There are some in Oregon, and some people are “planting” them for (hopefully) future harvests.I got the idea for the stolen truffle dog from a ‘Sixty Minutes’ television news piece about truffles.
One small part of it was about a man who had his dog stolen. He had searched endlessly for the dog but there was never a trace. It was pretty sad, obviously he felt deeply for his dog – as we all do. I got the idea of using the stolen dog as a jumping off place for a novel, with all sorts of people looking for the dog: the thieves themselves, the police, other truffle hunters. Then I mixed it into the story of the Bennett sisters and their oddball friend finding the dog alongside a road in the Dordogne. And we’re off!
2.Why did you choose France for your book setting?
I wrote my first Bennett Sisters book five years ago [Blackbird Fly]. At that time I thought I would write a book about each sister — and I still might! But I love France so much, and the setting seemed to resonate with readers, so I went back again. I took a walking tour of Burgundy with five friends a couple years ago, that was the impetus to get the sisters back in France.
3. What’s the origin of your book title?
Strangely, I dreamed that title: The Girl in the Empty Dress. Like many writers I struggle with titles and second-guess myself. But this one, which focuses on the friend, Gillian Sargent, who is vacationing with the sisters, just popped into my head. I ran it by some of my beta readers and they all loved it. So I kept it.
4. Looks like Dordogne may be your favorite region of France. What do you like most about it?
I love southwest France. It is the least populated, and least tourist-y, part of France. (It has tourists though 🙂 )I love the history of the area, the bastide towns with their ancient walls, the wine and truffles and foie gras. It’s a varied region, with mountains and rivers and gorges and forests. Something for everybody!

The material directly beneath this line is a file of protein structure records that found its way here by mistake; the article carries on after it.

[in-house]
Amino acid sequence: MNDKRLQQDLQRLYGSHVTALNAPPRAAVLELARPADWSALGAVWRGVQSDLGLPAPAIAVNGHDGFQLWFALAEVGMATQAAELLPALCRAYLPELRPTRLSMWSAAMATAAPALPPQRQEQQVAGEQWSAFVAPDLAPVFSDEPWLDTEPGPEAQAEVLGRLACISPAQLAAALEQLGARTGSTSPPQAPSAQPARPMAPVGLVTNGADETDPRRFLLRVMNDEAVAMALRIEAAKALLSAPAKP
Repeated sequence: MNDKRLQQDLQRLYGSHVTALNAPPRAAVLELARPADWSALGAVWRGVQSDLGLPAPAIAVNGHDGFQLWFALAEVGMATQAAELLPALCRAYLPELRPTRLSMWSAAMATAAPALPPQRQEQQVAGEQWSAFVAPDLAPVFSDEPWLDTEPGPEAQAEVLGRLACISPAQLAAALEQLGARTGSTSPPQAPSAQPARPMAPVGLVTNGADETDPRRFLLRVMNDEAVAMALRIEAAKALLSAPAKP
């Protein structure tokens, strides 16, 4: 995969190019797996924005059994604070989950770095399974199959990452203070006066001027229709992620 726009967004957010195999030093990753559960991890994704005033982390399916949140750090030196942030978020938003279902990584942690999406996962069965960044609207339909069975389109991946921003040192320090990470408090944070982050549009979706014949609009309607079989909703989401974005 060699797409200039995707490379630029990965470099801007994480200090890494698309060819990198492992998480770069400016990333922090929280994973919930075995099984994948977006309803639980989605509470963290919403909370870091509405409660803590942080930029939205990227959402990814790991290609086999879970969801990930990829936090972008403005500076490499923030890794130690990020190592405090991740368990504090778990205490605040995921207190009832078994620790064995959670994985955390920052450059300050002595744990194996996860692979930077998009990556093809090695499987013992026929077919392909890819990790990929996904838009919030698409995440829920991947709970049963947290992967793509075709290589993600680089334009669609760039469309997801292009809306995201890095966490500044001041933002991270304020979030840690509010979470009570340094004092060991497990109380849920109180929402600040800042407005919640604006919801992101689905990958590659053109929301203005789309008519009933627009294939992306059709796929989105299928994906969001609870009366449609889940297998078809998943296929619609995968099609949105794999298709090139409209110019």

5. Any out of the beaten path places you would recommend to a tourist going for the first time in Dordogne?
You can’t go wrong with Monpazier, the town that I based “Malcouziac” on in the books. An ancient walled city, great food, small and walkable. Sarlat is also charming, with a great market. Rocamadour, which hangs on the side of a cliff, is dramatic and enticing.
6. When shall we able to read more about Merle and her sisters? Will they still be in France?
I’m working on another Bennett Sisters book. Merle will definitely be back in France in the future. Will it be in this book? All I can say is Pascal will definitely be there. That should make a few readers happy.
HAVE YOU READ THIS BOOK YET?
DID YOU READ ANY OTHER GOOD ROMANCE SET IN FRANCE?
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Not sure I would call Dordogne ‘not touristy’… but perhaps less well-known to American tourists – certainly the French, Spanish, English, Germans, Italians have discovered it. This sounds a bit like the Bruno Chief of Police series set in the Perigord region – absolutely delicious escapism, looking forward to reading it!
yes to delicious escapism. And yes to Dordogne touristy. I personally know 4 Americans who are going there this Summer! And I enjoy Bruno too!
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Reblogged this on Lise McClendon and commented:
The blog tour winds down with a review, interview, and giveaway over at the Words and Peace blog, organizers of the tour.